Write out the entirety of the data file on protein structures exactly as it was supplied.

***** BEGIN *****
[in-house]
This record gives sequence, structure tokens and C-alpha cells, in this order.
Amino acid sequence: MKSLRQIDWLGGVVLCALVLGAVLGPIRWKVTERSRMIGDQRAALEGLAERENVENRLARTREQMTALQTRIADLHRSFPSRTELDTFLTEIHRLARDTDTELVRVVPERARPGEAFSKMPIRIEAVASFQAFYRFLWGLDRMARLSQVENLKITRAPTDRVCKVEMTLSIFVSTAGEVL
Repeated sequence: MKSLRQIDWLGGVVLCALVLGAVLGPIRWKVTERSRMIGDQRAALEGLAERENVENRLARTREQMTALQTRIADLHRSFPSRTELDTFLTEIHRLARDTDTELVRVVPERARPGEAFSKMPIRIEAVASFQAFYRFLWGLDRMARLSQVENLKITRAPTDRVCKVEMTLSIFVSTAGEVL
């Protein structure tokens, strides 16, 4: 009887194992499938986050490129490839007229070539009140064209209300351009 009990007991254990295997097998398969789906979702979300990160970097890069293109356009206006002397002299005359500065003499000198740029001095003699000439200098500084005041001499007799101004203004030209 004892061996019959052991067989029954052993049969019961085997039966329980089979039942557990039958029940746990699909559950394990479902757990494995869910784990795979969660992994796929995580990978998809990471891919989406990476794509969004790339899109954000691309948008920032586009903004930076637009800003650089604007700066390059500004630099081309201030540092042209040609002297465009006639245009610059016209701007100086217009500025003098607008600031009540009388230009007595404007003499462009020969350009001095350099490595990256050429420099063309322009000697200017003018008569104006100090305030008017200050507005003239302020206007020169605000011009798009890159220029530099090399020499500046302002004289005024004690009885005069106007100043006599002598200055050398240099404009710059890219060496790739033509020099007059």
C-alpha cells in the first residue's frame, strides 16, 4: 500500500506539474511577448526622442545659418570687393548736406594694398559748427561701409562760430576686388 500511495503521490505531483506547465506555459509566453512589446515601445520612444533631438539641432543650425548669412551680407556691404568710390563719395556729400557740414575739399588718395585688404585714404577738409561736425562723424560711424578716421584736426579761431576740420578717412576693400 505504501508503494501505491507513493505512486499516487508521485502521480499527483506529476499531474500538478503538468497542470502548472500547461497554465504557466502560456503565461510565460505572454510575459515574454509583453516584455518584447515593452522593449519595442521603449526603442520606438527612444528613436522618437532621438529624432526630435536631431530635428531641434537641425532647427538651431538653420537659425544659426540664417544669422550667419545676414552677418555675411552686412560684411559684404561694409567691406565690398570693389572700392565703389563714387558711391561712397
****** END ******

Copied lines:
[in-house]
This record gives sequence, structure tokens and C-alpha cells, in this order.
Amino acid sequence: MKSLRQIDWLGGVVLCALVLGAVLGPIRWKVTERSRMIGDQRAALEGLAERENVENRLARTREQMTALQTRIADLHRSFPSRTELDTFLTEIHRLARDTDTELVRVVPERARPGEAFSKMPIRIEAVASFQAFYRFLWGLDRMARLSQVENLKITRAPTDRVCKVEMTLSIFVSTAGEVL
Repeated sequence: MKSLRQIDWLGGVVLCALVLGAVLGPIRWKVTERSRMIGDQRAALEGLAERENVENRLARTREQMTALQTRIADLHRSFPSRTELDTFLTEIHRLARDTDTELVRVVPERARPGEAFSKMPIRIEAVASFQAFYRFLWGLDRMARLSQVENLKITRAPTDRVCKVEMTLSIFVSTAGEVL
């Protein structure tokens, strides 16, 4: 009887194992499938986050490129490839007229070539009140064209209300351009 009990007991254990295997097998398969789906979702979300990160970097890069293109356009206006002397002299005359500065003499000198740029001095003699000439200098500084005041001499007799101004203004030209 004892061996019959052991067989029954052993049969019961085997039966329980089979039942557990039958029940746990699909559950394990479902757990494995869910784990795979969660992994796929995580990978998809990471891919989406990476794509969004790339899109954000691309948008920032586009903004930076637009800003650089604007700066390059500004630099081309201030540092042209040609002297465009006639245009610059016209701007100086217009500025003098607008600031009540009388230009007595404007003499462009020969350009001095350099490595990256050429420099063309322009000697200017003018008569104006100090305030008017200050507005003239302020206007020169605000011009798009890159220029530099090399020499500046302002004289005024004690009885005069106007100043006599002598200055050398240099404009710059890219060496790739033509020099007059």
C-alpha cells in the first residue's frame, strides 16, 4: 500500500506539474511577448526622442545659418570687393548736406594694398559748427561701409562760430576686388 500511495503521490505531483506547465506555459509566453512589446515601445520612444533631438539641432543650425548669412551680407556691404568710390563719395556729400557740414575739399588718395585688404585714404577738409561736425562723424560711424578716421584736426579761431576740420578717412576693400 505504501508503494501505491507513493505512486499516487508521485502521480499527483506529476499531474500538478503538468497542470502548472500547461497554465504557466502560456503565461510565460505572454510575459515574454509583453516584455518584447515593452522593449519595442521603449526603442520606438527612444528613436522618437532621438529624432526630435536631431530635428531641434537641425532647427538651431538653420537659425544659426540664417544669422550667419545676414552677418555675411552686412560684411559684404561694409567691406565690398570693389572700392565703389563714387558711391561712397